Management notes for the week of 3/1
Management notes for the week of 3/1 MGMT 300
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This 14 page Class Notes was uploaded by Eric LaPree on Sunday March 6, 2016. The Class Notes belongs to MGMT 300 at University of North Dakota taught by Nikolaus Butz in Spring 2016. Since its upload, it has received 27 views. For similar materials see Principles of Management in Business, management at University of North Dakota.
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Date Created: 03/06/16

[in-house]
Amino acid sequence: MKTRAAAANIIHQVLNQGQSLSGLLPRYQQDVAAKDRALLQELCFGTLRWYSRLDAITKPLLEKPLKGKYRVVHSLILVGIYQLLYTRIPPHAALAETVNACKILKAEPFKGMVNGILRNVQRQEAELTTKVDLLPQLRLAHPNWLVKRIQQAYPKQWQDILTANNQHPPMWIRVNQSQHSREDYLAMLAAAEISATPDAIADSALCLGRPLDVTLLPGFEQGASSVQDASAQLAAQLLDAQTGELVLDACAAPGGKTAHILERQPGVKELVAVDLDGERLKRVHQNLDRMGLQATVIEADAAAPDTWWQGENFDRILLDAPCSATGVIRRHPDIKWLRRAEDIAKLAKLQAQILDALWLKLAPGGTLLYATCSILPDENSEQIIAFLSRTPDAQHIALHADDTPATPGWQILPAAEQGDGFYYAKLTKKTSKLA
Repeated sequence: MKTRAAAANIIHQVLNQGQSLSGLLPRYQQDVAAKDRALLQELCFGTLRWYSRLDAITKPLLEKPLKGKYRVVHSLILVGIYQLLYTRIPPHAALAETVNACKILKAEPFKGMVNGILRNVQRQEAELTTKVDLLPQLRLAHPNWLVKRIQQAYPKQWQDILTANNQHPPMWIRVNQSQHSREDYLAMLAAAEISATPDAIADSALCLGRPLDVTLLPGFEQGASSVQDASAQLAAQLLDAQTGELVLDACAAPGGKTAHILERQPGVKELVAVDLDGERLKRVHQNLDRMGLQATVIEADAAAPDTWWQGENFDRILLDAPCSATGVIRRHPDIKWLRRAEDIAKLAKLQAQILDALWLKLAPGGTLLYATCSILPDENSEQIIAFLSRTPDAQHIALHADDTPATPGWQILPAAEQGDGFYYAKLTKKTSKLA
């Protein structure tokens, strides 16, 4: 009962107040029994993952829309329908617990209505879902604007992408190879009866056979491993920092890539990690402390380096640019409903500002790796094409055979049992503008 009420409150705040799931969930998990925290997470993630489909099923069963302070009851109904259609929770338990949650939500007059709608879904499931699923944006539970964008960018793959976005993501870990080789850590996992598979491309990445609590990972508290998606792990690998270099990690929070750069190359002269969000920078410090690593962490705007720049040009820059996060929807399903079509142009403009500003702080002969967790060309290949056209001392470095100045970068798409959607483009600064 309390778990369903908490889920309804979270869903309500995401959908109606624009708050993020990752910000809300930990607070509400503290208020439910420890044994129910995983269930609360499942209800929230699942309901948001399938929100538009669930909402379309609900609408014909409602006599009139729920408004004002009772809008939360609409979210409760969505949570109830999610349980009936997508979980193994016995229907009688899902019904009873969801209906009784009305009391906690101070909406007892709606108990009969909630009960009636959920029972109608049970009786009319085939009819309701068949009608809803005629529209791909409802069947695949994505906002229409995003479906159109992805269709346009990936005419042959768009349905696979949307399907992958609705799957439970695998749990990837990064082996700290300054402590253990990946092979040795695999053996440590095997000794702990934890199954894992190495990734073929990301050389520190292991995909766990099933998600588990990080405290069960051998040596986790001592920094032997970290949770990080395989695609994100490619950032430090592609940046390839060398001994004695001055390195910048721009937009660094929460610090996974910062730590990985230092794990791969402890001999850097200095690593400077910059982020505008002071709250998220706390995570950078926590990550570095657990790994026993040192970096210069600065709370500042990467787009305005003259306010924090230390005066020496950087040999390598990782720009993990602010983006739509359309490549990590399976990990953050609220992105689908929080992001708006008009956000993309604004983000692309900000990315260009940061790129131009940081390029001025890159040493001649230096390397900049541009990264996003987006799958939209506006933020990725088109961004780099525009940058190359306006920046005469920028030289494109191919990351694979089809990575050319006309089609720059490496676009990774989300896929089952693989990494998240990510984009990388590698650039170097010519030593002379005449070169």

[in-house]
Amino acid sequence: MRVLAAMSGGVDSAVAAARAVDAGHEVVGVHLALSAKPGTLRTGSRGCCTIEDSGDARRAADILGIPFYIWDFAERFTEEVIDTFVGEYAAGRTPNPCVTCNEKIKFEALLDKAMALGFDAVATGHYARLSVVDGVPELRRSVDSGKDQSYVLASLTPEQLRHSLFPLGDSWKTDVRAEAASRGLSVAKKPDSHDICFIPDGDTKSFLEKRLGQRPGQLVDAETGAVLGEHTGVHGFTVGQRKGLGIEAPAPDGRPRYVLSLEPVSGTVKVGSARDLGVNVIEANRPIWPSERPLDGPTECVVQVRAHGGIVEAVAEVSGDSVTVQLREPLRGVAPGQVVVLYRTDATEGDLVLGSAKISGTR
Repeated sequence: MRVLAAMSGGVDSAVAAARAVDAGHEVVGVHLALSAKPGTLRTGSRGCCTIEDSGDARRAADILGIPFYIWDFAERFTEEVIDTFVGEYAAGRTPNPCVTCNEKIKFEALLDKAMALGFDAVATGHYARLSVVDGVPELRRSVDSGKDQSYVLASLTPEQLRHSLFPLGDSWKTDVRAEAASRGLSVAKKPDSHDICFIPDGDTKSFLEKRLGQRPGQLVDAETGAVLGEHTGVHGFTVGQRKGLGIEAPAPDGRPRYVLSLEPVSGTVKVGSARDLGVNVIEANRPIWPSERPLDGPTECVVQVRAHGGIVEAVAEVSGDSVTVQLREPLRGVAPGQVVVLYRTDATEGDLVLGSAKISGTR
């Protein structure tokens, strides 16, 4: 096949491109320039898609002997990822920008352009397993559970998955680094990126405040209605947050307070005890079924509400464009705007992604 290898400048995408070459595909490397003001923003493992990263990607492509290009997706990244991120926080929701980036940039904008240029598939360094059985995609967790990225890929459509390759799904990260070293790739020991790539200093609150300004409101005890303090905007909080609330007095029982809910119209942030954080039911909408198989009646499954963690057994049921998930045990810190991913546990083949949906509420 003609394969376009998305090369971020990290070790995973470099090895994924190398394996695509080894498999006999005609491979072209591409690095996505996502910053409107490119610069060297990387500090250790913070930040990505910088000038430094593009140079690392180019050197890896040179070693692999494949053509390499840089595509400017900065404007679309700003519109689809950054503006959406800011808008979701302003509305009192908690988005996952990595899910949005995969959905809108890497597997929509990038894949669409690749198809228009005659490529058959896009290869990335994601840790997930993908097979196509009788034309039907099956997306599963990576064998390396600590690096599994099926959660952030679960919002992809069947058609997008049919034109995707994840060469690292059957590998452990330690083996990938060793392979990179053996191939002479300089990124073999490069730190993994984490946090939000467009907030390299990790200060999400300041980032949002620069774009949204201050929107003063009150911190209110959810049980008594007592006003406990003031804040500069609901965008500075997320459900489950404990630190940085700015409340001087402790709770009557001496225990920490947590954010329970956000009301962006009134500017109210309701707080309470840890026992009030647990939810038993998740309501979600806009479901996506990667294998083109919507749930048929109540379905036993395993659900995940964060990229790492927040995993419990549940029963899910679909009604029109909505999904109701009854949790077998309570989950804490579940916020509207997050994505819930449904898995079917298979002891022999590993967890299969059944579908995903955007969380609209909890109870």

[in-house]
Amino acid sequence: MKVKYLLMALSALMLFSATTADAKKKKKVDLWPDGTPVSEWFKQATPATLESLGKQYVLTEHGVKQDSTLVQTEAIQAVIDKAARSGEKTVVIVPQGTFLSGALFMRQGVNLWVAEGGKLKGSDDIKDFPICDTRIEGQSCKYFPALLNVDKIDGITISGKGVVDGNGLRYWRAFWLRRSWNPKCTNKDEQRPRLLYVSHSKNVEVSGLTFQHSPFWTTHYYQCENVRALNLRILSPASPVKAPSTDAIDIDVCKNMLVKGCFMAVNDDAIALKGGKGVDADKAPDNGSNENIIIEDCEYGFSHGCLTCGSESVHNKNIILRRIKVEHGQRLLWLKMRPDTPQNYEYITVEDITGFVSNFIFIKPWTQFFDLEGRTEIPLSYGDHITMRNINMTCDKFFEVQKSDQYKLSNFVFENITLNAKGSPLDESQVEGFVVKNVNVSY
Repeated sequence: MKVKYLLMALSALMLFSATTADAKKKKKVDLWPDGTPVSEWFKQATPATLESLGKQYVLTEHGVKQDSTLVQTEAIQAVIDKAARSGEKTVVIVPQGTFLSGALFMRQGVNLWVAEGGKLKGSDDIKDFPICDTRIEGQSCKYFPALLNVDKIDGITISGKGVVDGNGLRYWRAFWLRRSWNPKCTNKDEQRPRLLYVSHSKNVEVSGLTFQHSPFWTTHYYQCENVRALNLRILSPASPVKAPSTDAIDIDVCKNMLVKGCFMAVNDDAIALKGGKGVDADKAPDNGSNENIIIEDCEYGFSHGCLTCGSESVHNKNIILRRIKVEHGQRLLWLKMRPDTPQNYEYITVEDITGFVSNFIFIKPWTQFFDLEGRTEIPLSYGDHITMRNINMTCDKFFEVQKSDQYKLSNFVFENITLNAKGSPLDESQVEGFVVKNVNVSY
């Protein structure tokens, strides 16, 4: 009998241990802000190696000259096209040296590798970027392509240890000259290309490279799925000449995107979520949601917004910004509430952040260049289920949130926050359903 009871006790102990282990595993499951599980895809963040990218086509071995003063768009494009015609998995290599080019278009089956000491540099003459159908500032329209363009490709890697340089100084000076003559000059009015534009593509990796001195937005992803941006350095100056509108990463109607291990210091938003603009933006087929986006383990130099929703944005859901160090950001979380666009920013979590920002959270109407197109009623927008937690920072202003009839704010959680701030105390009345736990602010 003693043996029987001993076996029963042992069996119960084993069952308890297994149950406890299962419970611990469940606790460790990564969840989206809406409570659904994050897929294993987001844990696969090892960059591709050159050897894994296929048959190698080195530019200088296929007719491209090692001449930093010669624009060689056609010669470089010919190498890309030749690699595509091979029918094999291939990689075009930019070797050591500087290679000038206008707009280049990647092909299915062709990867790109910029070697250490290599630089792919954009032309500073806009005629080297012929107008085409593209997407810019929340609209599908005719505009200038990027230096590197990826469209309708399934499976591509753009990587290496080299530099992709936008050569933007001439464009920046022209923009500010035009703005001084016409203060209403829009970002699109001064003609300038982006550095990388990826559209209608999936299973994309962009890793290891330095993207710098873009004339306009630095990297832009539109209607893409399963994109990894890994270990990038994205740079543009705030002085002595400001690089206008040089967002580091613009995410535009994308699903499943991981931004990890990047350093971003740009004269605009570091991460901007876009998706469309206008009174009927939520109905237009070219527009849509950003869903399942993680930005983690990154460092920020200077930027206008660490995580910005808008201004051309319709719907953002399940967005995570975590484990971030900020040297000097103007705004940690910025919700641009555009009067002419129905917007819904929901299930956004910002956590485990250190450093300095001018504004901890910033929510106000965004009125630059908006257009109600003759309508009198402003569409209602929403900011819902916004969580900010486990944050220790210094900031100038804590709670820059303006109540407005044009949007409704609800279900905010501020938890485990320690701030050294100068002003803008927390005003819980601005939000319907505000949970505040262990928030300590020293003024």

Management 300 Dr. Butz Notes for the week of March 1 Key Terms: Orientation – Process or program that helps newcomers fit smoothly into the job and organization Training – Educating technical and operational employees in how to better do their current job. Development – Educating professionals and managers in the skills they need to do their jobs in the future. Performance appraisal – Consists of assessing an employee’s performance and providing him or her with feedback. Objective Appraisal (Results appraisals) Appraisal based on fact (such as sales info and number of complaints). Subjective Appraisal – Appraisal based on manager’s perception of employee. Righttowork – Statute that prohibits employees from being required to join a union as a condition of employment. Grievances – A complaint by an employee that management has violated the terms of the labor management agreement. (Allows employees to be heard and intervene with an investigation to the complaint as soon as possible). Shop Steward – Union official elected by the union membership who represents the interests of the unionized employees. Mediation – Process which a neutral third party listens to both sides in a dispute, makes suggestions, and encourages them to agree on a solution. Arbitration – process in which a neutral third party listens to both sides and makes a decision that the parties have agreed will be binding on them. First mover advantage – Being first allows the company to acquire superior brand recognition and customer loyalty. The innovator’s dilemma – It is hard for large successful companies to cope with disruptive innovation and therefore should set up separate organizations that can operate like a startup. Data workers – Employees that sort data but do not add value in terms of creating new knowledge which requires analytics knowledge workers. Reactive change – Making changes in response to problems as they arise. Proactive change – Making carefully thought out changes in anticipation of possible or expected problems or opportunities. Technology Any machine or process that enables an organization to gain a competitive advantage in changing materials used to produce a finished product. Resistance to change – An emotional / behavioral response to real or imagined threats to an established work routine. Change agent – The individual who is the catalyst in helping an organization change. Benchmarking – A process by which a company compares to its performance with that of high performance organizations. Organizational development – Set of techniques for implementing planned change to make people and organizations more effective. Creativity – The process of developing something new or unique. Invention – The creation of something new. Innovation. – The practice of creating new ideas and converting them into useful applications. Orientation – Process or program that helps newcomers fit smoothly into the job and organization Gives employees the info they need to be successful Formal – Typically used in larger companies Informal – Typically used in smaller companies Orientation teaches 3 things 1. Job routine including what is expected of them, who the boss is, how they are evaluated and who your coworkers are 2. Organization’s mission and operations a. Company’s purpose b. History, and how they operate now 3. Organization’s work rules and employees benefits a. Overtime policy b. Grievance procedures and sexual harassment rules Training vs. development Training – Educating technical and operational employees in how to better do their current job. Development – Educating professionals and managers in the skills they need to do their jobs in the future. Typically training and development focuses on: Customer service Safety Leadership Computer skills Quality initiatives Communication Ethics Diversity Sexual harassment 5 step in training process 1. Assessment 2. Objectives 3. Selection 4. Implementation 5. Evaluation (loops back to objectives to see if objectives work and are effective) If you are teaching facts use lectures, videos, and workbooks. If you are teaching skills use discussion, role playing, and practice. Types of training: Onthejob (training at the place of work) Coaching, training positions, job rotation, planned work activities Offthejob Classroom programs, tapes, workbooks, computer assisted instruction (CAI) Performance Management – The continuous cycle of improving job performance. This is done by setting goals, getting feedback, coaching, and rewarding employees The point is to get employees on focusing on attaining goals that relate to the organization’s strategic goals and vision Performance appraisal – Consists of assessing an employee’s performance and providing him or her with feedback. It’s important when giving feedback to cover 3 main areas: 1. What you as a boss like about the employee’s performance 2. What the employee can do to improve 3. How the employee and boss can work together During the review: Approach the review as a problem solving scenario Avoid direct criticism Treat the employee with respect Be specific when describing current strengths and weaknesses Get employee input in figuring out causes of existing problems Types of performance appraisals Objective (Results appraisals) Appraisal based on fact (such as sales info and number of complaints). Subjective appraisal – Appraisal based on manager’s perception of employee. Traits – Attitude, initiative, and leadership skills Behaviors – Measures specific observable aspects of performance on a scale of subjective terms. Behaviorally Anchored Rating Scale (BARS) – Rates employee performance according to scales of specific behavior People whom give appraisals Managers Peers and subordinates Customers and clients Selfappraisals 360degree performance appraisals – all of the above combined Forced ranking performance review All employees within a business unit are ranked against one another and grades are put along a bell curve. Pros: Fair and easy way to identify poor performers and award bonuses, encourages managers to eliminate poor performers Cons: Pits employees against each other Formal appraisals – Conducted at specific times throughout the year based on performance measures that are established in advance Informal appraisals – Conducted on unscheduled basis and consists of less rigorous indications of employee performance. 3 parts of compensating employees 1. Wages and salaries 2. Incentives – Mechanisms to get employees to do something for a reward in return 3. Benefits (fringe benefits) – Additional nonmonetary forms of compensation designed to enrich the lives of employees Positive and neutral employee movement Promotion – Moving up recognizes employee’s superior performance Look out for issues with fairness such as nepotism (favoritism for relatives) and cronyism (favoritism for friends). Be careful to not discriminate and to keep other’s resentment in check. Transfer – moving to a different position with similar responsibility Purpose: change employee’s geographic location, use employee’s skill in new area, broaden employee experiences. Negative employee movement Demotion/disciplining – The action or threat of moving downward Purpose: punish underperformance or a result of economic conditions Dismissal – moving out of the organization Layoffs – temporary dismissal that may be recalled later when economic conditions improve. Downsizing – permanent dismissal due to economic circumstances Firing – Permanent dismissal for a cause Labor management issues Labor unions – organizations of employees formed to protect and advance their member’s interests by bargaining with management over jobrelated issues How employees organize: Get employees to sign authorization card Once 30 or more employees sign the authorization card the union will request official recognition from management (management typically refuses at first) the union will petition the National Labor Relations Board (NLRB) to become an official bargaining unit. How workers organize Collective bargaining (union reps meet with management to negotiate) ratification (union reps take the results back to the members to vote on whether or not to accept or reject the terms) negotiated labor management contract (only if the motion and votes pass) Key issues that Union Reps and management negotiate – Compensation, employee benefits, job security, work rules, hours, and safety. Union security clause – The part of the union labormanagement agreement that states that employees who receive union benefits must join the union or at least pay dues to it, Closed shop – employer may hire only workers for a job who are already in the union (illegal) Union shop – workers aren’t required to be union members when hired for a job but must join the union within a specified time (not allowed in 22 righttowork states) Agency shop – workers must pay equivalent union dues but aren’t required to join the union (applies to public school teachers in some states but prohibited in others) Open shop – workers may choose to join or not join a union (applies in the 22 righttowork states) Righttowork – Statute that prohibits employees from being required to join a union as a condition of employment. Compensation tactics Twotier wage contracts – new employees are paid less or receive lesser benefits than veteran employees have Costofliving adjustment (COLA) – clause during the period of the contract ties future wage increases to increase in the cost of living Givebacks The union agrees to give up previous wages or benefits given to them in return for something else. Settling labormanagement disputes Grievances – A complaint by an employee that management has violated the terms of the labormanagement agreement. (Allows employees to be heard and intervene with an investigation to the complaint as soon as possible). Shop Steward – Union official elected by the union membership who represents the interests of the unionized employees. Mediation – Process which a neutral third party listens to both sides in a dispute, makes suggestions, and encourages them to agree on a solution. Arbitration – process in which a neutral third party listens to both sides and makes a decision that the parties have agreed will be binding on them. Employee replacement Any time an employee moves another individual must fill in the previous position Movement creates an opportunity to reevaluate and update the job description so that the next person to occupy that position will be more effective Ways to deal with change: Allow room for failure Give a single consistent explanation for change Be courageous enough to follow your ideas Allow grieving then move on Collin’s 5 stages of decline (When a company can’t cope) 1. Hubris (arrogance) made from success 2. Undisciplined pursuit of more (trying to overextend into an area where they have no real business being there) 3. Denial of risk and peril (ignoring warning signs and putting a positive spin on the data) 4. Grasping for salvation (company is in obvious decline and tries something bold and risky to try to find their way back into the spotlight) 5. Capitulation to irrelevance or death (the company is sold or allowed to go bankrupt) 5 super trends that are shaping the future of business 1. Markets are becoming more segmented and moving more towards niche products 2. More competitors are offering targeted products requiring aster speedtomarket (getting a product on the market) a. First mover advantage – Being first allows the company to acquire superior brand recognition and customer loyalty. 3. Some companies may not survive radically innovative change a. The innovator’s dilemma – It is hard for large successful companies to cope with disruptive innovation and therefore should set up separate organizations that can operate like a startup. 4. Offshore suppliers change the way we work 5. Knowledge not info is becoming the new competitive advantage a. Data workers – employees that sort data but do not add value in terms of creating new knowledge which requires analytics knowledge workers. 2 types of change A. Reactive change – Making changes in response to problems as they arise. B. Proactive change – Making carefully thought out changes in anticipation of possible or expected problems or opportunities. Forces for change: Inside: Demographic characteristics Age Education Skill level Gender Immigration Market changes Mergers and acquisitions Domestic and international competition Recession Technological advancements Manufacturing automation Office automation Social and political pressure Leadership Values Inside Forces: Employee problems Unmet needs Job dissatisfaction Absenteeism and turnover Productivity Participation / suggestions Manager’s behavior Conflict Leadership Reward systems Structural reorganization Forces for change outside of organization: 1. Demographic changes – aging workers, more diversity, millennial workers 2. Market changes – great recession caused increase in demand for thrift stores 3. Technological advancement – online shopping 4. Shareholder and customer demands – willing and able to take their dollars elsewhere if they are not satisfied 5. Supplier practices – sweat shops 6. Social and political pressures healthy living movement Forces of change from within an organization: 1. Employee problems – misalignment between the employee’s needs and desires and those of the company 2. Manager’s behavior – conflict between managers and employees 4 areas where changes is often needed: 1. Changing people: a. Perceptions b. Attitude c. Performance d. Skills 2. Changing technology (not just computer tech) a. Technology – Any machine or process that enables an organization to gain a competitive advantage in changing materials used to produce a finished product. 3. Changing structure – trends towards flattening hierarchy 4. Changing strategy – changes in the marketplace necessitate changes in strategy The causes of resistance to change Resistance to change – An emotional / behavioral response to real or imagined threats to an established work routine. 3 interactive factors that cause resistance to change 1. Employee characteristics – individual differences, actions / interactions, and perception of change 2. Change agent characteristics a. Change agent – The individual who is the catalyst in helping an organization change. b. The change agent’s individual differences, actions and interactions, and perceptions of change. 3. Change agentemployee relationships (requires trust) The degree to which employees fear changes Adaptive change (least threatening / resistant) – reintroduction of a familiar practice Innovative change (somewhat threatening / resistant) – introduction of a practice that is new to the organization Radically innovative change (very threatening / resistant) – involves introducing a practice that is new to the industry. 10 reasons employees resist change: 1. Individual’s predisposition toward change 2. Surprise and fear of the unknown 3. Climate of mistrust 4. Fear of failure 5. Loss of status or job security 6. Peer pressure 7. Disruption of cultural traditions or group relationships 8. Personality conflicts 9. Lack of tact or poor timing 10. Nonreinforcing Kurt Lewin’s 3 stage model of change 1. Unfreezing – Creating the motivation to change because employees need to become dissatisfied with the old way of doing things. a. Benchmarking – a process by which a company compares to its performance with that of highperformance organizations. 2. Changing – learning the new way of doing things. a. Employees need to be given the tools for change i. New info ii. New perspectives iii. New models of behavior 3. Refreezing – making the new ways normal a. Employees need to be helped to integrate the changed attitudes and behaviors into their normal way of doing things John Kotter’s 8 steps for leading organizational change (very similar to the above 3 steps with a little more detail in each of the 8 steps that constitutes unfreezing, change, and freezing. Organizational development (OD) – Set of techniques for implementing planned change to make people and organizations more effective. Change agent – a consultant with a background in behavioral sciences who can be a catalyst in helping organizations deal with old problems in new ways What can OD be used for? 1. Managing conflict 2. Revitalizing organizations 3. Adapting to mergers The OD process 1. Diagnosis 2. Intervention – an attempt to correct the diagnosed problem 3. Evaluation 4. Feedback 4 prereqs for effective OD: 1. Multiple interventions – goal setting, feedback, recognition, reward, training, participation, and challenging job design 2. Management support 3. Goals geared to both short and long term results 4. OD is affected by culture Creativity – The process of developing something new or unique. Invention – The creation of something new. Innovation. – The practice of creating new ideas and converting them into useful applications. Requires proper culture, resources, and reward system, fail early, cheaply, and don’t make the same mistake twice. Seeds of innovation Hard work in a specific direction Hard work with a direction change Curiosity Wealth and money Necessity Combination of seeds Types of innovation Product innovation – change in the appearance or performance of a product or the creation of a new one. Process innovation – change in the way a product is conceived, manufactured, or disseminated Incremental innovation – creation of products, services, or tech that modifies existing ones. Radical innovation – creation of products services or tech that replace existing ones Celebrating failure: cultural and other factors of encouraging innovation 1. Culture – encourage risk taking and celebrate failure 2. Resources – allocate time, money, energy, and focus toward innovation 3. Rewards – commission, bonuses, and awards recognition 4 steps for fostering innovation 1. Recognize a problem of opportunity 2. Gain allies a. Show how the product / service will be made b. Identify potential customers c. Demonstrate how to beat competitors d. Explain the timeline 3. Overcome resistance a. Commission, bonuses, and awards and recognition 4. Execute well